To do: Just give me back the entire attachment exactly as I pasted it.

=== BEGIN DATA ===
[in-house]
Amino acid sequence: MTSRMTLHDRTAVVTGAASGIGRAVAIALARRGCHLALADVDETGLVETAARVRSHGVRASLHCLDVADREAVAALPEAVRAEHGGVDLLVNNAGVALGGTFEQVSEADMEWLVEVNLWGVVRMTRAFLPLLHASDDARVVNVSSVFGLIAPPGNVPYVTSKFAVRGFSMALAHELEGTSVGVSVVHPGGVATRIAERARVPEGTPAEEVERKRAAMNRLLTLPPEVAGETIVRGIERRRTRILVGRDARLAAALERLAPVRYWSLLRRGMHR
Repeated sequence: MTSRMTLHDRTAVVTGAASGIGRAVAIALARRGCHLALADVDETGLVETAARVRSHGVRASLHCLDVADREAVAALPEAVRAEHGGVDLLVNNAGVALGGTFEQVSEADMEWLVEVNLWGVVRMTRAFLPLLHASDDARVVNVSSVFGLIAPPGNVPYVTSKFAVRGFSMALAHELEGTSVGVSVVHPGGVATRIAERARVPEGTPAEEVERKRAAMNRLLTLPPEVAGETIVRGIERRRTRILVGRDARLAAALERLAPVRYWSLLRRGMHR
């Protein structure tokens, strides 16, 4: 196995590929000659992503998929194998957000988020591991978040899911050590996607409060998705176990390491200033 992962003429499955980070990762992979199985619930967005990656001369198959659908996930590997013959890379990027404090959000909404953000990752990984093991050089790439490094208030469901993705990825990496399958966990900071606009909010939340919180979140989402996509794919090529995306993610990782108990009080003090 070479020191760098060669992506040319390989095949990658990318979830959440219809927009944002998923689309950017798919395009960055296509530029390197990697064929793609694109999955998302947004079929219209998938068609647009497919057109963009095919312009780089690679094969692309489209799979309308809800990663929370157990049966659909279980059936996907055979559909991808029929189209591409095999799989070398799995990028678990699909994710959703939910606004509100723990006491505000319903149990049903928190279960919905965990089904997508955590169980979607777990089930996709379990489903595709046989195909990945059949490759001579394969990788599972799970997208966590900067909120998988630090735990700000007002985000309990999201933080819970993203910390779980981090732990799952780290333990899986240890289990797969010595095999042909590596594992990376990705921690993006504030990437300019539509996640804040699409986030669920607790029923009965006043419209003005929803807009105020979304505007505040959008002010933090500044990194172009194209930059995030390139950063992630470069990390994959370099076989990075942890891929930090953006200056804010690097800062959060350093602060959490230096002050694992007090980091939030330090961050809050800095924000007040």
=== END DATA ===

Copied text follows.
[in-house]
Amino acid sequence: MTSRMTLHDRTAVVTGAASGIGRAVAIALARRGCHLALADVDETGLVETAARVRSHGVRASLHCLDVADREAVAALPEAVRAEHGGVDLLVNNAGVALGGTFEQVSEADMEWLVEVNLWGVVRMTRAFLPLLHASDDARVVNVSSVFGLIAPPGNVPYVTSKFAVRGFSMALAHELEGTSVGVSVVHPGGVATRIAERARVPEGTPAEEVERKRAAMNRLLTLPPEVAGETIVRGIERRRTRILVGRDARLAAALERLAPVRYWSLLRRGMHR
Repeated sequence: MTSRMTLHDRTAVVTGAASGIGRAVAIALARRGCHLALADVDETGLVETAARVRSHGVRASLHCLDVADREAVAALPEAVRAEHGGVDLLVNNAGVALGGTFEQVSEADMEWLVEVNLWGVVRMTRAFLPLLHASDDARVVNVSSVFGLIAPPGNVPYVTSKFAVRGFSMALAHELEGTSVGVSVVHPGGVATRIAERARVPEGTPAEEVERKRAAMNRLLTLPPEVAGETIVRGIERRRTRILVGRDARLAAALERLAPVRYWSLLRRGMHR
């Protein structure tokens, strides 16, 4: 196995590929000659992503998929194998957000988020591991978040899911050590996607409060998705176990390491200033 992962003429499955980070990762992979199985619930967005990656001369198959659908996930590997013959890379990027404090959000909404953000990752990984093991050089790439490094208030469901993705990825990496399958966990900071606009909010939340919180979140989402996509794919090529995306993610990782108990009080003090 070479020191760098060669992506040319390989095949990658990318979830959440219809927009944002998923689309950017798919395009960055296509530029390197990697064929793609694109999955998302947004079929219209998938068609647009497919057109963009095919312009780089690679094969692309489209799979309308809800990663929370157990049966659909279980059936996907055979559909991808029929189209591409095999799989070398799995990028678990699909994710959703939910606004509100723990006491505000319903149990049903928190279960919905965990089904997508955590169980979607777990089930996709379990489903595709046989195909990945059949490759001579394969990788599972799970997208966590900067909120998988630090735990700000007002985000309990999201933080819970993203910390779980981090732990799952780290333990899986240890289990797969010595095999042909590596594992990376990705921690993006504030990437300019539509996640804040699409986030669920607790029923009965006043419209003005929803807009105020979304505007505040959008002010933090500044990194172009194209930059995030390139950063992630470069990390994959370099076989990075942890891929930090953006200056804010690097800062959060350093602060959490230096002050694992007090980091939030330090961050809050800095924000007040």